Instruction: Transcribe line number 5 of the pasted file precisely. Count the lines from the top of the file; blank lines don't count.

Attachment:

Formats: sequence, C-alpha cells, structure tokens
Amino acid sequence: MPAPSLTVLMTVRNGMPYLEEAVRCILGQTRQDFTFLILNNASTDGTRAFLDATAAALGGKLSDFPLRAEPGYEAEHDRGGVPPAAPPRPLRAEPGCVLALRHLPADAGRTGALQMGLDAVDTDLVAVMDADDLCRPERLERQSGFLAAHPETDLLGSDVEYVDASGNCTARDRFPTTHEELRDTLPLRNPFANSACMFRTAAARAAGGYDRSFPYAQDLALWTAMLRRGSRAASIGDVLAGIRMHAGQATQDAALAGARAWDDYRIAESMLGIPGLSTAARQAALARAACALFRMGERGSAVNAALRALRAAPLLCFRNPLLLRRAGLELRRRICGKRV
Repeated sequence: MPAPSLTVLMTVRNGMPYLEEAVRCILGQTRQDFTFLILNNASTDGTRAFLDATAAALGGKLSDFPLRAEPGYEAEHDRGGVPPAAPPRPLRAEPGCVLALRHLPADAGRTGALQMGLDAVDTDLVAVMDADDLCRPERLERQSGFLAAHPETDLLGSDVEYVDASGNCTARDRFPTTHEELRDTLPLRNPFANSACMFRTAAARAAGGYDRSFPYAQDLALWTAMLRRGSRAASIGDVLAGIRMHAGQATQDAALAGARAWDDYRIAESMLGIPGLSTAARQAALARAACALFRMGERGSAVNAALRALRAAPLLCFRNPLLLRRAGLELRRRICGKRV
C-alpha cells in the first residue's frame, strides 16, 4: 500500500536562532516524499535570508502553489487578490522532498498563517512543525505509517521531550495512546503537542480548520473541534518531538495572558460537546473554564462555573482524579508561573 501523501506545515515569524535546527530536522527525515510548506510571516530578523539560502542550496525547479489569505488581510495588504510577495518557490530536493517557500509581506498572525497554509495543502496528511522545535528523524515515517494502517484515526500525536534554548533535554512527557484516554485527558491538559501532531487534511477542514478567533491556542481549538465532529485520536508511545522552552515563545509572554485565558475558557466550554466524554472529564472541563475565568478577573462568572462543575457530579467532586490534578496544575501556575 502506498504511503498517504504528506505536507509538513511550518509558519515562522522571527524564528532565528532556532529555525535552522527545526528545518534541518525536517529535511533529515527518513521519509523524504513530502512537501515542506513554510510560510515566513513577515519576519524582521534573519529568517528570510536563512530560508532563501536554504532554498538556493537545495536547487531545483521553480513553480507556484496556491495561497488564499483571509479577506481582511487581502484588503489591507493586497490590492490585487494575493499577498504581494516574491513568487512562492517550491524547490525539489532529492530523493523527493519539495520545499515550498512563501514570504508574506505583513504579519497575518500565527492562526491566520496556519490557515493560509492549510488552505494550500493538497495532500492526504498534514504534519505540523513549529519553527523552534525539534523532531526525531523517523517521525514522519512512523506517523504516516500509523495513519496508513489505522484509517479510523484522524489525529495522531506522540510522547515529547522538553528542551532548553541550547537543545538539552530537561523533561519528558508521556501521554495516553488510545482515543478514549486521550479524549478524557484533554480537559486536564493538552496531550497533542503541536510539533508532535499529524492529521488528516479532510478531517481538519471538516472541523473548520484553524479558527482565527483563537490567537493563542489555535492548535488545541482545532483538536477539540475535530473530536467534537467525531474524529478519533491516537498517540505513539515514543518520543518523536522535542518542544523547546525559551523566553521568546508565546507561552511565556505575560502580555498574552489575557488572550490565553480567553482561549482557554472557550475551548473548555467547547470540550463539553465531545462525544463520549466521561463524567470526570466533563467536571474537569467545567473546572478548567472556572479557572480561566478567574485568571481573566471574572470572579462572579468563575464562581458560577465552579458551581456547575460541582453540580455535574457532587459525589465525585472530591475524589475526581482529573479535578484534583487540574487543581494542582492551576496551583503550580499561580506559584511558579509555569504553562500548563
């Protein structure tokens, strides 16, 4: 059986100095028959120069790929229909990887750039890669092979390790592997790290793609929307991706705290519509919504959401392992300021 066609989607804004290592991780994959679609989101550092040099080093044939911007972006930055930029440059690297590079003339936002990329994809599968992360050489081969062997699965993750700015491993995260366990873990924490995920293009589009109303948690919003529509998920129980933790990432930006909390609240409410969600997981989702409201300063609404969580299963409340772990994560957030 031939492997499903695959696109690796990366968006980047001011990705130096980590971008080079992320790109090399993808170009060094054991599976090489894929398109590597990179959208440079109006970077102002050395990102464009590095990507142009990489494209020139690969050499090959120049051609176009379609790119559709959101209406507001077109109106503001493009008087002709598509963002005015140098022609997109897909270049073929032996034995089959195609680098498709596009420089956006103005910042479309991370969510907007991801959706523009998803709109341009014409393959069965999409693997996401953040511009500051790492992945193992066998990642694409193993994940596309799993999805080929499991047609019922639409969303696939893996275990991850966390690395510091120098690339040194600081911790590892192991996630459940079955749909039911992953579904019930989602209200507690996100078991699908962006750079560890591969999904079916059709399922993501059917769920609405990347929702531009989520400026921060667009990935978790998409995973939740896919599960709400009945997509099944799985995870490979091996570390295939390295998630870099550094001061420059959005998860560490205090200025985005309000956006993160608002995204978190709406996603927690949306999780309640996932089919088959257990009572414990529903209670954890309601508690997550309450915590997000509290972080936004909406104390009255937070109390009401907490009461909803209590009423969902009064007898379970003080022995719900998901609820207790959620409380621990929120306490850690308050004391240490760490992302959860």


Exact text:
């Protein structure tokens, strides 16, 4: 059986100095028959120069790929229909990887750039890669092979390790592997790290793609929307991706705290519509919504959401392992300021 066609989607804004290592991780994959679609989101550092040099080093044939911007972006930055930029440059690297590079003339936002990329994809599968992360050489081969062997699965993750700015491993995260366990873990924490995920293009589009109303948690919003529509998920129980933790990432930006909390609240409410969600997981989702409201300063609404969580299963409340772990994560957030 031939492997499903695959696109690796990366968006980047001011990705130096980590971008080079992320790109090399993808170009060094054991599976090489894929398109590597990179959208440079109006970077102002050395990102464009590095990507142009990489494209020139690969050499090959120049051609176009379609790119559709959101209406507001077109109106503001493009008087002709598509963002005015140098022609997109897909270049073929032996034995089959195609680098498709596009420089956006103005910042479309991370969510907007991801959706523009998803709109341009014409393959069965999409693997996401953040511009500051790492992945193992066998990642694409193993994940596309799993999805080929499991047609019922639409969303696939893996275990991850966390690395510091120098690339040194600081911790590892192991996630459940079955749909039911992953579904019930989602209200507690996100078991699908962006750079560890591969999904079916059709399922993501059917769920609405990347929702531009989520400026921060667009990935978790998409995973939740896919599960709400009945997509099944799985995870490979091996570390295939390295998630870099550094001061420059959005998860560490205090200025985005309000956006993160608002995204978190709406996603927690949306999780309640996932089919088959257990009572414990529903209670954890309601508690997550309450915590997000509290972080936004909406104390009255937070109390009401907490009461909803209590009423969902009064007898379970003080022995719900998901609820207790959620409380621990929120306490850690308050004391240490760490992302959860």